JOURNAL ARTICLE

Acute lung injury following inhalation exposure to nerve agent VX in guinea pigs

Benjamin S Wright, Peter E Rezk, Jacob R Graham, Keith E Steele, Richard K Gordon, Alfred M Sciuto, Madhusoodana P Nambiar
Inhalation Toxicology 2006, 18 (6): 437-48
16556583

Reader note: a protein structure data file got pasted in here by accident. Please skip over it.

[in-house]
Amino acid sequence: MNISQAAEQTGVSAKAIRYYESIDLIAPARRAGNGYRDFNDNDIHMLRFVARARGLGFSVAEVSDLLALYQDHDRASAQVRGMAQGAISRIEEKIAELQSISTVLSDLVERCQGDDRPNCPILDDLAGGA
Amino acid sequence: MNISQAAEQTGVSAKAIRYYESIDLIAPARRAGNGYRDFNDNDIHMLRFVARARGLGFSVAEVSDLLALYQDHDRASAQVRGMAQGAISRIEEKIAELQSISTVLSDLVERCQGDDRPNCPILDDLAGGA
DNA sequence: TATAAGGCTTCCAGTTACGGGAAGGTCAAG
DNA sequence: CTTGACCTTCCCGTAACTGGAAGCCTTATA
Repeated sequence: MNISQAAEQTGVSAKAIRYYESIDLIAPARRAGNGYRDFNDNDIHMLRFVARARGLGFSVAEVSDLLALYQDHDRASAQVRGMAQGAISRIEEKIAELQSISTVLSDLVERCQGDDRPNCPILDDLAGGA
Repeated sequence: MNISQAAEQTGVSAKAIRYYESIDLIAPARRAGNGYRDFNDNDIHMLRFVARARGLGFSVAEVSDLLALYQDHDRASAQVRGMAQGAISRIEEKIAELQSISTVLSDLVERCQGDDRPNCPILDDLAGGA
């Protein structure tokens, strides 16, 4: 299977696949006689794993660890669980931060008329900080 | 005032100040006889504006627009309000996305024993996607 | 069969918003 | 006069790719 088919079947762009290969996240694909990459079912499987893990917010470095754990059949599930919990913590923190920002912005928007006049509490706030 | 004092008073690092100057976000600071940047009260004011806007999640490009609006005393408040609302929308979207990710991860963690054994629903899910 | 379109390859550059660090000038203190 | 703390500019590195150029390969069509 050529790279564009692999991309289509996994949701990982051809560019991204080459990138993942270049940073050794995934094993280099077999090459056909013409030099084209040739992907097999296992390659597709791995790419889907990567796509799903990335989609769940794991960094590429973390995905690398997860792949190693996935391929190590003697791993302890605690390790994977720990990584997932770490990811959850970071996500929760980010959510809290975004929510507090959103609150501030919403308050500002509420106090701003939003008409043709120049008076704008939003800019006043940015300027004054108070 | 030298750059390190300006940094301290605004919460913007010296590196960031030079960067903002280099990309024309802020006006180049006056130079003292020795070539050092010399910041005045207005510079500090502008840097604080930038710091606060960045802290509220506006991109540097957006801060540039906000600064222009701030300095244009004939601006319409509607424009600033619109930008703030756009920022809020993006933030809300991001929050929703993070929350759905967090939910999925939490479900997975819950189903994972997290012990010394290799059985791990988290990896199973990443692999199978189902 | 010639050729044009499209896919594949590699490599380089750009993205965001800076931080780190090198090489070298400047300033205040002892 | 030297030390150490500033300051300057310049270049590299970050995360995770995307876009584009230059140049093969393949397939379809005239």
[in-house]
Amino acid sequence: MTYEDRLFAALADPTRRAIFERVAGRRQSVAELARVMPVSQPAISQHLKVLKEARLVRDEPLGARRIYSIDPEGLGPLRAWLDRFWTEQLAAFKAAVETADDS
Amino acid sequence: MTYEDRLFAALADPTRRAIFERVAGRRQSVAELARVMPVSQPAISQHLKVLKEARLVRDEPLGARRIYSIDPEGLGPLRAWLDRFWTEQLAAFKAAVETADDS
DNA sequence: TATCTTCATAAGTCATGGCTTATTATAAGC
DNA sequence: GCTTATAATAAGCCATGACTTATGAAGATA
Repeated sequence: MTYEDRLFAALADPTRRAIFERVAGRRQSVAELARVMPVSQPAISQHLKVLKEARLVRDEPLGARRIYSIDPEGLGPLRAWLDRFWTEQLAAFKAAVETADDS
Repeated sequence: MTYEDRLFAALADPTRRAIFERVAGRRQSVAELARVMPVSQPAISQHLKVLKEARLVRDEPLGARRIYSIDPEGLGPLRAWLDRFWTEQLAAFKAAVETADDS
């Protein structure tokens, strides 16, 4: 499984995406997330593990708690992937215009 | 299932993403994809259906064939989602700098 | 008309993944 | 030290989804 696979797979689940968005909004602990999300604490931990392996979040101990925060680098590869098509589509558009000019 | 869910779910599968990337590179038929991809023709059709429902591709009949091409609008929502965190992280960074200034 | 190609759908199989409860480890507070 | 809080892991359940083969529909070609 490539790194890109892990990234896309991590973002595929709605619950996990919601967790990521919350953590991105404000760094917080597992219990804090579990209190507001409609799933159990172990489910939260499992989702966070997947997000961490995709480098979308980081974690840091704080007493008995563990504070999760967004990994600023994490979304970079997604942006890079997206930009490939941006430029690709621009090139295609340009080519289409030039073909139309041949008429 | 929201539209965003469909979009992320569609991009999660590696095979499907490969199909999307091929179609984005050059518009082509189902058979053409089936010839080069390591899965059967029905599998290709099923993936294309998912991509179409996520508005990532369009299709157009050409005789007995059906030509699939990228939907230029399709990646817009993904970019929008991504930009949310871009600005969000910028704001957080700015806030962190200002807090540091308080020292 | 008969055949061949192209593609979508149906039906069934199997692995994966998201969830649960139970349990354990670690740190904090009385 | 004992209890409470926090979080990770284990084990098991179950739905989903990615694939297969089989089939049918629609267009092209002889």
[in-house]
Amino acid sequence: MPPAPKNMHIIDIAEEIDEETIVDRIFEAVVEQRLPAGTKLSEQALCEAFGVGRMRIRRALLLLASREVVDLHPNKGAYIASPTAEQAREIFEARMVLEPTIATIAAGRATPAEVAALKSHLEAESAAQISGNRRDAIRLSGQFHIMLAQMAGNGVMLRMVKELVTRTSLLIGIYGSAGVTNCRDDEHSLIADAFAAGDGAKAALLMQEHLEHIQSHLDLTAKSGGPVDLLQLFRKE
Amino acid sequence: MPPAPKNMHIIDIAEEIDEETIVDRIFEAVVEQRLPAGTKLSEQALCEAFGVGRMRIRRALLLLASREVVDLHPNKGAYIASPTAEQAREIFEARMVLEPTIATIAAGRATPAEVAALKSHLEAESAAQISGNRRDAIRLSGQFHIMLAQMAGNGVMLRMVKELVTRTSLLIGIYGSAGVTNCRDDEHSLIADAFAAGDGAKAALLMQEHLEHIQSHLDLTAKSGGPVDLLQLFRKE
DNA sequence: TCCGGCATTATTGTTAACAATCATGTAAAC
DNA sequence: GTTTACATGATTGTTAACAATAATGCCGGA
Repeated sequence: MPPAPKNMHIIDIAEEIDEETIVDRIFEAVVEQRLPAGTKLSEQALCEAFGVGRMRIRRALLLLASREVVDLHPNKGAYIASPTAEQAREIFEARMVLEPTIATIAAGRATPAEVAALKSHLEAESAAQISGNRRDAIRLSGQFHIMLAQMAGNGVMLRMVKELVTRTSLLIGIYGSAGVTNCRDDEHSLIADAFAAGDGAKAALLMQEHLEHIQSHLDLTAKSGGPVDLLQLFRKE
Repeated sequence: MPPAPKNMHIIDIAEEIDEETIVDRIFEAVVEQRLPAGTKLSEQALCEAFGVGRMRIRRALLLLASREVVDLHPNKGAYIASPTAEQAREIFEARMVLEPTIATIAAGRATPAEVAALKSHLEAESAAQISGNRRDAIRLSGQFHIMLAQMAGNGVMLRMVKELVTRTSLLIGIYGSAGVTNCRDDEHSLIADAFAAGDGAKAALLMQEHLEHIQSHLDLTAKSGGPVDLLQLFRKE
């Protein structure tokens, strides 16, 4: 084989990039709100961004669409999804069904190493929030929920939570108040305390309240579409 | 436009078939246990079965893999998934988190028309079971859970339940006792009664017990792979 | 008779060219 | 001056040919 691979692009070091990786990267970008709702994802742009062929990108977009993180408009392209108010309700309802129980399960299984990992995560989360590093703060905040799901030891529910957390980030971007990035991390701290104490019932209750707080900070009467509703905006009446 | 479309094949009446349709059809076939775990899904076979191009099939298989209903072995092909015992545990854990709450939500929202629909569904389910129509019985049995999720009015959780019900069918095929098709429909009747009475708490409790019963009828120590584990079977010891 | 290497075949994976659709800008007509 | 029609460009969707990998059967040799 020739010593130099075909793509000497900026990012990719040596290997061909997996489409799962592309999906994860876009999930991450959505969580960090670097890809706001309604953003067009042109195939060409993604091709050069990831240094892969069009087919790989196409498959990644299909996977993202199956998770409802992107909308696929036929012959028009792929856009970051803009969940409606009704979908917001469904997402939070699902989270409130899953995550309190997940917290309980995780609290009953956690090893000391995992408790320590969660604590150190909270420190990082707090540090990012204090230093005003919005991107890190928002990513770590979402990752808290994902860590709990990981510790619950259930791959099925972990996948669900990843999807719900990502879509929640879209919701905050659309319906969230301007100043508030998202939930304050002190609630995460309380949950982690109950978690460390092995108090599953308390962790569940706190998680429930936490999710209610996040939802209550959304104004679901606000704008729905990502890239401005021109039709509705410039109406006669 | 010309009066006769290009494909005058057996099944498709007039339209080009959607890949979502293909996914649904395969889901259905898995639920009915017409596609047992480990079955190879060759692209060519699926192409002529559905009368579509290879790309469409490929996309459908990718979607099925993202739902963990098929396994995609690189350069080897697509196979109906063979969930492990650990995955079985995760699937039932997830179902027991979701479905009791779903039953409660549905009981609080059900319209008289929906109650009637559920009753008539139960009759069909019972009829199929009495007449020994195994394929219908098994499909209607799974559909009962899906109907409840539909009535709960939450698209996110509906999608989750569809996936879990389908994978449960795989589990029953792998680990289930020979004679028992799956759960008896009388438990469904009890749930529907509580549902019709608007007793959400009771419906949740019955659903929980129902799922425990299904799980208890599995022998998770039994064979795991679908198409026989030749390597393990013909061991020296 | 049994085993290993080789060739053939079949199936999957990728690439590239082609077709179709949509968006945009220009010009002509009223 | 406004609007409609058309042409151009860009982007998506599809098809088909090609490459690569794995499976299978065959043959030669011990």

A microinstillation technique of inhalation exposure was utilized to assess lung injury following chemical warfare nerve agent VX [methylphosphonothioic acid S-(2-[bis(1-methylethyl)amino]ethyl) O-ethyl ester] exposure in guinea pigs. Animals were anesthetized using Telazol-meditomidine, gently intubated, and VX was aerosolized using a microcatheter placed 2 cm above the bifurcation of the trachea. Different doses (50.4 microg/m3, 70.4 micro g/m(m3), 90.4 microg/m(m3)) of VX were administered at 40 pulses/min for 5 min. Dosing of VX was calculated by the volume of aerosol produced per 200 pulses and diluting the agent accordingly. Although the survival rate of animals exposed to different doses of VX was similar to the controls, nearly a 20% weight reduction was observed in exposed animals. After 24 h of recovery, the animals were euthanized and bronchoalveolar lavage (BAL) was performed with oxygen free saline. BAL was centrifuged and separated into BAL fluid (BALF) and BAL cells (BALC) and analyzed for indication of lung injury. The edema by dry/wet weight ratio of the accessory lobe increased 11% in VX-treated animals. BAL cell number was increased in VX-treated animals compared to controls, independent of dosage. Trypan blue viability assay indicated an increase in BAL cell death in 70.4 microg/m(m3) and 90.4 microg/m(m3) VX-exposed animals. Differential cell counting of BALC indicated a decrease in macrophage/monocytes in VX-exposed animals. The total amount of BAL protein increased gradually with the exposed dose of VX and was highest in animals exposed to 90.4 microg/m(m3), indicating that this dose of VX caused lung injury that persisted at 24 h. In addition, histopathology results also suggest that inhalation exposure to VX induces acute lung injury.

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